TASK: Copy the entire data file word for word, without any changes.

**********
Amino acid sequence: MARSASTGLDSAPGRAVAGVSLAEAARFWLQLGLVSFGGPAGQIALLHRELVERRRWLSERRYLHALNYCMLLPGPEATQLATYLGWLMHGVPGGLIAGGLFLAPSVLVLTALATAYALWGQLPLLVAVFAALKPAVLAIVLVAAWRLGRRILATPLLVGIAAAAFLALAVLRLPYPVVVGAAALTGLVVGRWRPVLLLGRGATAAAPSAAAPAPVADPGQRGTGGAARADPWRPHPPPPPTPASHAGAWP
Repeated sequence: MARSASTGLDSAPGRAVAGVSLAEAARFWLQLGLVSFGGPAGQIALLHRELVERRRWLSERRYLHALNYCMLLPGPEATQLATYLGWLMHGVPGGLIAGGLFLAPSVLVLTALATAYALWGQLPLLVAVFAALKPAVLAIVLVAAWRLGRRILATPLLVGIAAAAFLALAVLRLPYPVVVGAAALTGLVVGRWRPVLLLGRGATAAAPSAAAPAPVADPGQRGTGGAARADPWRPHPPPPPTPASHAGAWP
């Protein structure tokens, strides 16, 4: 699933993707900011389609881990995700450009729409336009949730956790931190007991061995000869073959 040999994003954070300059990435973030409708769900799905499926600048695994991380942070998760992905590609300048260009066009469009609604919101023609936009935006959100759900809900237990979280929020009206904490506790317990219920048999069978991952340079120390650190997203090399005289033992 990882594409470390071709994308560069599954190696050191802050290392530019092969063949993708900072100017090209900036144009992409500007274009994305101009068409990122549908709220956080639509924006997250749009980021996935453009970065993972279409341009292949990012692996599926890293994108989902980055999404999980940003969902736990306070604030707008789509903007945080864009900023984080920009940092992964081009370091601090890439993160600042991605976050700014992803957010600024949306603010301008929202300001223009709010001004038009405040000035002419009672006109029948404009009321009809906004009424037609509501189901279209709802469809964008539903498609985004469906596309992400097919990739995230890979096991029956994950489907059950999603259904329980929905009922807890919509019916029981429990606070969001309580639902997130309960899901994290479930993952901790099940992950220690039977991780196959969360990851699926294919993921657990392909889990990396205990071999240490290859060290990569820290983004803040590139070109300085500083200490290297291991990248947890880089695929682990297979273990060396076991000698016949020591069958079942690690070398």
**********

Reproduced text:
Amino acid sequence: MARSASTGLDSAPGRAVAGVSLAEAARFWLQLGLVSFGGPAGQIALLHRELVERRRWLSERRYLHALNYCMLLPGPEATQLATYLGWLMHGVPGGLIAGGLFLAPSVLVLTALATAYALWGQLPLLVAVFAALKPAVLAIVLVAAWRLGRRILATPLLVGIAAAAFLALAVLRLPYPVVVGAAALTGLVVGRWRPVLLLGRGATAAAPSAAAPAPVADPGQRGTGGAARADPWRPHPPPPPTPASHAGAWP
Repeated sequence: MARSASTGLDSAPGRAVAGVSLAEAARFWLQLGLVSFGGPAGQIALLHRELVERRRWLSERRYLHALNYCMLLPGPEATQLATYLGWLMHGVPGGLIAGGLFLAPSVLVLTALATAYALWGQLPLLVAVFAALKPAVLAIVLVAAWRLGRRILATPLLVGIAAAAFLALAVLRLPYPVVVGAAALTGLVVGRWRPVLLLGRGATAAAPSAAAPAPVADPGQRGTGGAARADPWRPHPPPPPTPASHAGAWP
């Protein structure tokens, strides 16, 4: 699933993707900011389609881990995700450009729409336009949730956790931190007991061995000869073959 040999994003954070300059990435973030409708769900799905499926600048695994991380942070998760992905590609300048260009066009469009609604919101023609936009935006959100759900809900237990979280929020009206904490506790317990219920048999069978991952340079120390650190997203090399005289033992 990882594409470390071709994308560069599954190696050191802050290392530019092969063949993708900072100017090209900036144009992409500007274009994305101009068409990122549908709220956080639509924006997250749009980021996935453009970065993972279409341009292949990012692996599926890293994108989902980055999404999980940003969902736990306070604030707008789509903007945080864009900023984080920009940092992964081009370091601090890439993160600042991605976050700014992803957010600024949306603010301008929202300001223009709010001004038009405040000035002419009672006109029948404009009321009809906004009424037609509501189901279209709802469809964008539903498609985004469906596309992400097919990739995230890979096991029956994950489907059950999603259904329980929905009922807890919509019916029981429990606070969001309580639902997130309960899901994290479930993952901790099940992950220690039977991780196959969360990851699926294919993921657990392909889990990396205990071999240490290859060290990569820290983004803040590139070109300085500083200490290297291991990248947890880089695929682990297979273990060396076991000698016949020591069958079942690690070398």